Don­deri’s the­ory has helped many peo­ple to bet­ter un­der­stand some­one who is on the other side of the ask/guess spec­trum.

Un­der­stand­ing the dif­fer­ent out­looks can re­move much ten­sion in re­la­tion­ships and can also be par­tic­u­larly help­ful in the of­fice.

Much of the stress be­tween col­leagues are due to the mis­com­mu­ni­ca­tion be­tween guessers, who are very care­ful about mak­ing re­quests and su­per­sen­si­tive about be­ing de­clined, and askers, who sim­ply ask for stuff.

A par­tic­u­larly tricky sit­u­a­tion is when a guesser has an asker for a boss. The guesser may ex­pe­ri­ence their man­ager as ex­tremely de­mand­ing and un­rea­son­able, while the “ask­ing” boss is sim­ply test­ing the wa­ters.

Don­deri her­self said that re­solv­ing the ten­sions be­tween the groups are all about “hav­ing the in­tel­li­gence and per­cep­tion to recog­nise what you need, the courage to ask for it, and the tact to do it grace­fully”.

Askers def­i­nitely have to be aware of the con­ster­na­tion they cause – but in truth, guessers have the big­ger chal­lenge. They need to do the hard work of over­com­ing their sen­si­tiv­ity and hav­ing the self-con­fi­dence to say no. A lack of assertive­ness in these sit­u­a­tions usu­ally stems from low self-con­fi­dence, says Gizelle McIntyre, di­rec­tor of The In­sti­tute of Peo­ple De­vel­op­ment, a train­ing body, in Jo­han­nes­burg.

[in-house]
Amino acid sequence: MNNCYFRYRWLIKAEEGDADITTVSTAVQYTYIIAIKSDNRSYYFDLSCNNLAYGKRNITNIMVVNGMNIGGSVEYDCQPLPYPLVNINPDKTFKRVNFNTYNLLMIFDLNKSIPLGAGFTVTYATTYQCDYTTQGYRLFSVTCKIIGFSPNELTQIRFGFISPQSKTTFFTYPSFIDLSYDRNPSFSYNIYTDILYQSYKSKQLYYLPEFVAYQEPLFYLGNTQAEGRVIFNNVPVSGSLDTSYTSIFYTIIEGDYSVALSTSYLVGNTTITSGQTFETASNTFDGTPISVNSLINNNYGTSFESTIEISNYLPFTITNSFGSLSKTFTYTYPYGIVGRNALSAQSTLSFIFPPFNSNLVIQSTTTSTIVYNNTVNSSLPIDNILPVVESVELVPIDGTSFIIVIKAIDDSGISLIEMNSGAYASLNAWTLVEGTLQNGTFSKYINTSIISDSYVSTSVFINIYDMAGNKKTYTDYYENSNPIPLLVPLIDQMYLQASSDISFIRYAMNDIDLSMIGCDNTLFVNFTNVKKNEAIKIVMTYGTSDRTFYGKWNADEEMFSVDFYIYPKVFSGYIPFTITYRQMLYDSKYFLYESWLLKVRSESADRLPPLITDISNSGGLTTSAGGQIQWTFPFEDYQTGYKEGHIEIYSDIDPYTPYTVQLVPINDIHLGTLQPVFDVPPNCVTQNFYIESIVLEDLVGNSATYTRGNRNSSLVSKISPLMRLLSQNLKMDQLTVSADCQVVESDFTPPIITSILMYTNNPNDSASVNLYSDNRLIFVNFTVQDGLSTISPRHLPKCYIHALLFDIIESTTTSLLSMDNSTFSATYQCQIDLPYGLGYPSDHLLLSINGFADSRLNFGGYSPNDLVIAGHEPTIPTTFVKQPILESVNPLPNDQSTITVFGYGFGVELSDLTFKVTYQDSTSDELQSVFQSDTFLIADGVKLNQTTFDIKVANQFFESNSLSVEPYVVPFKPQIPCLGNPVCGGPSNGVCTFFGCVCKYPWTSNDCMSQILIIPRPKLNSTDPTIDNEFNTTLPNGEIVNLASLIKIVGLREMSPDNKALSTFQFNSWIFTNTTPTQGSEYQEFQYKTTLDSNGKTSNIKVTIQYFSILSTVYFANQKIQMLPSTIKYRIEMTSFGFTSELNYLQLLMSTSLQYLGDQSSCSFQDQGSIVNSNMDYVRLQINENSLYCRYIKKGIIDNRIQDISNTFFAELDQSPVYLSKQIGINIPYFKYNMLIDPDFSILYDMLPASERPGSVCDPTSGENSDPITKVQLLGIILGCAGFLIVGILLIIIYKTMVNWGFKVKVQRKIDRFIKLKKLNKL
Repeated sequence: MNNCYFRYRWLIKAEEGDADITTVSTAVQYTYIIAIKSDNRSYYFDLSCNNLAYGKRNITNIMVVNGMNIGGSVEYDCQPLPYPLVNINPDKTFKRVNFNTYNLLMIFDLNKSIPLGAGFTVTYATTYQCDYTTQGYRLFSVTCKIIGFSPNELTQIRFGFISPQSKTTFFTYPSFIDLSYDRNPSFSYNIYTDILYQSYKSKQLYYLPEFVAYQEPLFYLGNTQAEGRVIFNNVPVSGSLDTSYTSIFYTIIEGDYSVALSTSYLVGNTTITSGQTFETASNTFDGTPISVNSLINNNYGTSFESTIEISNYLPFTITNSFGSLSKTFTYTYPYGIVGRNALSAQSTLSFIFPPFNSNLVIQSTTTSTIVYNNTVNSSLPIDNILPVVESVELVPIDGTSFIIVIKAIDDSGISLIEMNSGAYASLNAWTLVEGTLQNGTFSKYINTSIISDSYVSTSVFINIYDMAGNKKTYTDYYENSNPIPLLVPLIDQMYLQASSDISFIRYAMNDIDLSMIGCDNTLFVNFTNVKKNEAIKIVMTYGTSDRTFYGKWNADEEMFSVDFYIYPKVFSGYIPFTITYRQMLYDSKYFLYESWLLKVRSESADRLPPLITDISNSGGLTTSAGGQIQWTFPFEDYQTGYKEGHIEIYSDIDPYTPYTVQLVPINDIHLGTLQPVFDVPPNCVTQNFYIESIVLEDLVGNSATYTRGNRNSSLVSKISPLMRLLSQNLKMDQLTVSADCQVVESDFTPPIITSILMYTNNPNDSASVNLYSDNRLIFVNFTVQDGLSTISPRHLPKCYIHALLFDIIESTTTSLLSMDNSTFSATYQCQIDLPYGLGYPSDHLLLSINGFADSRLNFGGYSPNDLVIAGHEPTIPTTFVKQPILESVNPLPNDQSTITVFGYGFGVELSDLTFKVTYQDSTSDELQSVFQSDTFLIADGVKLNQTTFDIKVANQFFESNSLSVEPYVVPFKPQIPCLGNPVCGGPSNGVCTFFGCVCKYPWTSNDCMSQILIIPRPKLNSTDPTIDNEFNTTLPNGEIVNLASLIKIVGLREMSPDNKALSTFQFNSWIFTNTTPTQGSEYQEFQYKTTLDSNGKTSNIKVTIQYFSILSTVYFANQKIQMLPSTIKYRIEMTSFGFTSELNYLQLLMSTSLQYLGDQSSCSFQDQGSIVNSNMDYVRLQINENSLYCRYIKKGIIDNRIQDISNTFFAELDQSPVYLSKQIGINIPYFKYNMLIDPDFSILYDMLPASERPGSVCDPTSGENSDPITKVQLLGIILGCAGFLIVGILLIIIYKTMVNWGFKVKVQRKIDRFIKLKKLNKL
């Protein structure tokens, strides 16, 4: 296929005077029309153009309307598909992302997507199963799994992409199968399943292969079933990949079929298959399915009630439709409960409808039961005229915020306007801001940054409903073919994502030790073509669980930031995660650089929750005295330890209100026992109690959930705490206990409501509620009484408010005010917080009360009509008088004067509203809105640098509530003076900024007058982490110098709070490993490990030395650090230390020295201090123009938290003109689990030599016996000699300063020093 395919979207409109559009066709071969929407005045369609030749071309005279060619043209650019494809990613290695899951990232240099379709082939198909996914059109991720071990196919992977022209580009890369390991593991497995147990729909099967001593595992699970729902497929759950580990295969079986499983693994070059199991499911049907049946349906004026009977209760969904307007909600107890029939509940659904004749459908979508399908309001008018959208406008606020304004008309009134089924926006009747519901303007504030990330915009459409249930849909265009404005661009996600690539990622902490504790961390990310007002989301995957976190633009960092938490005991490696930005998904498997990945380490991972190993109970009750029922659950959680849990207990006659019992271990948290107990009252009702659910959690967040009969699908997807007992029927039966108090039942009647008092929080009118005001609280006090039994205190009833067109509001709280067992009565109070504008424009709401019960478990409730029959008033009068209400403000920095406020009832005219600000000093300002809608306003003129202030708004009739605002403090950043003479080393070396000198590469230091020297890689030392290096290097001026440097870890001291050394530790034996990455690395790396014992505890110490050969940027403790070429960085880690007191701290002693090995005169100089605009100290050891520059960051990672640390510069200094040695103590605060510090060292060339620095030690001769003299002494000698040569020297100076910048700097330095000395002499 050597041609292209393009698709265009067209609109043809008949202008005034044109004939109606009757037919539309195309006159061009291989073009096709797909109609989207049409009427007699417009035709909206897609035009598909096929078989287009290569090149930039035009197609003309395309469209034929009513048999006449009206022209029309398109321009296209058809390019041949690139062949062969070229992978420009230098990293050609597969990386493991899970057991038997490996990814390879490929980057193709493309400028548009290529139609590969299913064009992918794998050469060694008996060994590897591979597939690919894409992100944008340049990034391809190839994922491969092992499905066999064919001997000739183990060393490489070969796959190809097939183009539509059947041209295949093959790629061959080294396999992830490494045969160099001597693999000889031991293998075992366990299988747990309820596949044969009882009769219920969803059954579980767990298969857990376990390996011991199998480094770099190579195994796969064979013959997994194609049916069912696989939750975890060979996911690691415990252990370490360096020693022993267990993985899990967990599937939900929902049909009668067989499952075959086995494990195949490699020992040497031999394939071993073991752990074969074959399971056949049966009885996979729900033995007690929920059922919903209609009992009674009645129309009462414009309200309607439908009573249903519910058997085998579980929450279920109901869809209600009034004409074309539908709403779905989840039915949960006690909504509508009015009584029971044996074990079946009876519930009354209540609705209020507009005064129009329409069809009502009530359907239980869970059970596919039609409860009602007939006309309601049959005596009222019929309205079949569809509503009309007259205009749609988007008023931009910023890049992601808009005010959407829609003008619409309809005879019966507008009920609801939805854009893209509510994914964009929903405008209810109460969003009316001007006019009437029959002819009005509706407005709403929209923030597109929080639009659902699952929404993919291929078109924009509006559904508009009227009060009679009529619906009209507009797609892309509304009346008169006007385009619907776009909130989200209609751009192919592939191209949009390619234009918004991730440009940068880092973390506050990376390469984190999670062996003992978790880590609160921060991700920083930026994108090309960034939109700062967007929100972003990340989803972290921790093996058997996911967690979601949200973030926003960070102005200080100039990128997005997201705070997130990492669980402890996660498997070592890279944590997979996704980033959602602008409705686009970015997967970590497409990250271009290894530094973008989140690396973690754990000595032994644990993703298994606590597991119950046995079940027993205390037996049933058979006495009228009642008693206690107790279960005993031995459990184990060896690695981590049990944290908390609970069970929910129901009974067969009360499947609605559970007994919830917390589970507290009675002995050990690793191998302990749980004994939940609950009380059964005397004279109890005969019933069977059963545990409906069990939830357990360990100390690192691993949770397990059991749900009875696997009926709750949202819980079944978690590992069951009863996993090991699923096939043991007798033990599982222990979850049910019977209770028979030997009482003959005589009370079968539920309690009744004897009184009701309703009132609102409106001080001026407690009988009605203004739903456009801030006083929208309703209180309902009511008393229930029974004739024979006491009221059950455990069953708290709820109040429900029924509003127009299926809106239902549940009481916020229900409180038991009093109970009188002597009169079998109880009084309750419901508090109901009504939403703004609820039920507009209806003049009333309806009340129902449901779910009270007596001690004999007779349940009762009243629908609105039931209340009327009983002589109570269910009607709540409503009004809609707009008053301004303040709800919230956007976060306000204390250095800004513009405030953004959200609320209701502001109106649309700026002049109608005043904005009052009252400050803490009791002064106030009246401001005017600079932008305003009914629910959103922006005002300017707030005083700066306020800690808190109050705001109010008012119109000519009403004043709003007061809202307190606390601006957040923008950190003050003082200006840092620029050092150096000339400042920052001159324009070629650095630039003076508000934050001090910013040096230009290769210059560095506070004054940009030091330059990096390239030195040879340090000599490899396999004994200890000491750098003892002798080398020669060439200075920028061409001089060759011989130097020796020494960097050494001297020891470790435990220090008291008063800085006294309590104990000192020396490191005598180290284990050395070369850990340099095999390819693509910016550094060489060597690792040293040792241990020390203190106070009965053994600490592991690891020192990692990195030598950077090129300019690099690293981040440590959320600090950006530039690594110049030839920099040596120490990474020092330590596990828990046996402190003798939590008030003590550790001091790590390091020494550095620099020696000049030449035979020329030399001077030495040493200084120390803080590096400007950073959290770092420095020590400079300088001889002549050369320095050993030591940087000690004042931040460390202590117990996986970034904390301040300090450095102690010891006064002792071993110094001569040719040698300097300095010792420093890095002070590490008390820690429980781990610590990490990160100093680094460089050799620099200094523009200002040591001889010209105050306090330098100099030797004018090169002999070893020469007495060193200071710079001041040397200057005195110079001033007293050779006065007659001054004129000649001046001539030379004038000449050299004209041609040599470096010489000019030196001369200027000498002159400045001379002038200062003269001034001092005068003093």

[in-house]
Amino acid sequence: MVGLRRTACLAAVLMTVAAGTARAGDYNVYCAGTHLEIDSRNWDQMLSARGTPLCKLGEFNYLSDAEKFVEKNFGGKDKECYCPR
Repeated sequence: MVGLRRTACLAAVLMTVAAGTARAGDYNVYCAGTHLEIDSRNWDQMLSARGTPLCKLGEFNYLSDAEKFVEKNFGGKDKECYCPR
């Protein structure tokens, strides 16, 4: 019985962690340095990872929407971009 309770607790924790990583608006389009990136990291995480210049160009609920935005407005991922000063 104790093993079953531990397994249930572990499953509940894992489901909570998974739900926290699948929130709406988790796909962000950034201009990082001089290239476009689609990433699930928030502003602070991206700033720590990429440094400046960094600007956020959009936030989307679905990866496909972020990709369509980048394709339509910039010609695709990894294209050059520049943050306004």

When you feel un­cer­tain, you bite your tongue when un­fair de­mands are made and re­sent­ment starts to build. “If you don’t as­sert your­self and be­lieve in your own abil­i­ties, chances are that no one else will. You won’t be given the in­ter­est­ing work or chal­leng­ing projects, and an ‘asker’ boss will cap­i­talise on your lack of assertive­ness.” The only way to build your con­fi­dence in the work­place is by start­ing to be­lieve in your own ca­pa­bil­i­ties. This be­gins with mak­ing sure you have equipped your­self with all the nec­es­sary do­main knowl­edge and that you are build­ing up ar­eas of ex­per­tise.

“Con­sider do­ing a course, or get­ting a pro­fes­sional